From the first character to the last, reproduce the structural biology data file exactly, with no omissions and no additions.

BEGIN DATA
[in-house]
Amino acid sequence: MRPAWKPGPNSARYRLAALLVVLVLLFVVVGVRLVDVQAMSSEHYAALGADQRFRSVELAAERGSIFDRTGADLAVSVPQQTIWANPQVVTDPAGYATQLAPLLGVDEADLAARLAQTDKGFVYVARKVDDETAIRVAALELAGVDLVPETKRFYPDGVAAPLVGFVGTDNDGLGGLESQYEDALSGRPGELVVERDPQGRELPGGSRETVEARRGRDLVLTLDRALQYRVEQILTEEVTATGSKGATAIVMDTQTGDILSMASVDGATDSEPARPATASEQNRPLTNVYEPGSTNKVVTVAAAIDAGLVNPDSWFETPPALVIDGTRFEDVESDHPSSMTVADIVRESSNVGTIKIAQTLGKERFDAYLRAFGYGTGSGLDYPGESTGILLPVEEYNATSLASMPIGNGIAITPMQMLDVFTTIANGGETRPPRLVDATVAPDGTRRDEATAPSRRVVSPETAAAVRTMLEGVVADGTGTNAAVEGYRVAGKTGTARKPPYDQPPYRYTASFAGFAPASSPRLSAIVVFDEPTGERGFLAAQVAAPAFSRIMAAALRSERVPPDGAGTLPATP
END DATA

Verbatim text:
[in-house]
Amino acid sequence: MRPAWKPGPNSARYRLAALLVVLVLLFVVVGVRLVDVQAMSSEHYAALGADQRFRSVELAAERGSIFDRTGADLAVSVPQQTIWANPQVVTDPAGYATQLAPLLGVDEADLAARLAQTDKGFVYVARKVDDETAIRVAALELAGVDLVPETKRFYPDGVAAPLVGFVGTDNDGLGGLESQYEDALSGRPGELVVERDPQGRELPGGSRETVEARRGRDLVLTLDRALQYRVEQILTEEVTATGSKGATAIVMDTQTGDILSMASVDGATDSEPARPATASEQNRPLTNVYEPGSTNKVVTVAAAIDAGLVNPDSWFETPPALVIDGTRFEDVESDHPSSMTVADIVRESSNVGTIKIAQTLGKERFDAYLRAFGYGTGSGLDYPGESTGILLPVEEYNATSLASMPIGNGIAITPMQMLDVFTTIANGGETRPPRLVDATVAPDGTRRDEATAPSRRVVSPETAAAVRTMLEGVVADGTGTNAAVEGYRVAGKTGTARKPPYDQPPYRYTASFAGFAPASSPRLSAIVVFDEPTGERGFLAAQVAAPAFSRIMAAALRSERVPPDGAGTLPATP